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I originally wanted this article to show that graduate students can kick back, relax, and stave off the insanity that is just a stone’s throw away from the genius we all aspire to achieve. However, as I wrote the title, I realized this may actually convince you of the opposite, that graduate school does in fact drive graduate students off the deep end. So, throwing caution to the wind, I am sharing two tales of the silly, the frivolous, and the fun that I’ve experienced this summer.

Tale one

Once upon a time, when I was a wee lass — a high-schooler — I used to dance. I would feel the music fill me up from the tips of my toes to the ends of my fingers to the peak of my nose. I would move to the music and everything would be forgotten as I danced and sweated all my worries away. Once I started graduate school, I reasoned that I needed a good athletic activity to keep the endorphins flowing and my brain functioning at top capacity.

What I found after taking classes at the New England Ballet Theatre is that the free, happy feeling I used to get while dancing still fills me instantaneously when I dance, and I can’t help but smile while I twirl around the room. I also found out how great it is to be a part of another community and to interact with people who don’t necessarily love science like I do; we get to share our ideas and passions and learn from each other.

The exciting part of this story is that I get to pretend I’m 18 or 5 or 10 again and dance my heart out in our spring recital, The Wizard of Oz. While I get to live up to my nickname of Big Emily (the younger, and much taller Emily, had claimed Little Emily already) as Auntie Em, I also get to be an evil, flying monkey who dances her evil heart out with joy at getting to deliver the nasty Dorothy to her beloved Wicked Witch (I try to stay in character as much as possible). When I leave rehearsals, I am a gross, sweaty mess, and I feel so pumped and ready to re-tackle my research. While there, I get to be a part of another family — not my MIT family, not my lab family, not my biological family, not my undergraduate family — but my ballet family. Sometimes I get to share with them the science that I love; a few weeks ago I explained how pressure works and how being on pointe increases the pressure on your toes relative to that felt while walking. Sometimes they teach me that I should be trying harder or that I should laugh more often. I take these lessons back with me to work and I think it’s made me a better researcher and happier human being.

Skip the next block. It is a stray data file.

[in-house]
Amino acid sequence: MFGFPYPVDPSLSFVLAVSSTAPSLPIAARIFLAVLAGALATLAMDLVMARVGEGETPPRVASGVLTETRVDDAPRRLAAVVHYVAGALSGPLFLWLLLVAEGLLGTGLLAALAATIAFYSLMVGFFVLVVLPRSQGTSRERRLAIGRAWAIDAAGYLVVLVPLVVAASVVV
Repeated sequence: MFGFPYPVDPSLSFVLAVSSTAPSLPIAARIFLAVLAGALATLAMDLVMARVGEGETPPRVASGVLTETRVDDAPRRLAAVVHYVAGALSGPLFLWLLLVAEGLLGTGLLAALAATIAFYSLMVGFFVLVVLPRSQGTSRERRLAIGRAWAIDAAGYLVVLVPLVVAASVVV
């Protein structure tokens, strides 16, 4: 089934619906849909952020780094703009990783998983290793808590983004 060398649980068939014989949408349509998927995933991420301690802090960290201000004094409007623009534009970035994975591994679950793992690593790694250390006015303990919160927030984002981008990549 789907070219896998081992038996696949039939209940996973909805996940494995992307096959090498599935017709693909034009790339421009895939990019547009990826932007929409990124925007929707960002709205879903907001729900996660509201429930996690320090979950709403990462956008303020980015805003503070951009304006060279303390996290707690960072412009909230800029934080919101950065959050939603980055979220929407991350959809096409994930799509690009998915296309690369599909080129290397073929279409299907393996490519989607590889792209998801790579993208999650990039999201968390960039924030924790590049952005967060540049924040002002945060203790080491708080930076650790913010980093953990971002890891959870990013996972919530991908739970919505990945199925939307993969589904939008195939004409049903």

Tale two

There once was a graduate student who moved to Cape Cod who wanted a new friend. So she adopted a pet hedgehog, who turned out to be a princess (seriously, she refuses to eat food that has crumbled at all and makes huffing noises if you don’t move out of her way — and she always want to move in the direction that you’re in). This hedgehog filled a tiny, prickly void in her heart that she never knew existed. The graduate student got lots of (slightly spiky) cuddles, several overloads of cuteness, and a prickly pal. In return, this student has showered her hedgehog with fun toys: a ball pit, a mini-garden, and lots of games of hide-and-seek and dead crickets (her favorite snack). But on her first birthday, she got a special surprise — her very own castle! Her castle is made of pink fleece (her favorite fabric) with six stories that she can climb between (because climbing in fabric is a natural hedgehog instinct).

Surprise: this story is about me and my beloved Amelia Rose. For her birthday, I had a tea party, replete with human and hedgie cake (hers was make of chicken and crickets) and lots of fancy teas. While she spent most of her time in her new castle, I got to spend some time sampling fancy teas and enjoying my friends’ company and complaints that I fed them too many cupcakes and cookies (“Is it even safe to drive with this much sugar in my system!?!”). It was a nice reminder that we graduate students can be frivolous, be silly, and above all, never abandon our snobbery for our tea and coffee. It was also nice to know that my obsession with my hedgehog hasn’t escalated to the point where I can no longer talk to non-spiked creatures.

I hope this doesn’t totally destroy your vision of graduate students working late at night, burning the midnight oil to further the noble cause of science and discovery; we do that too. It’s just that sometimes we act like little kids on the side.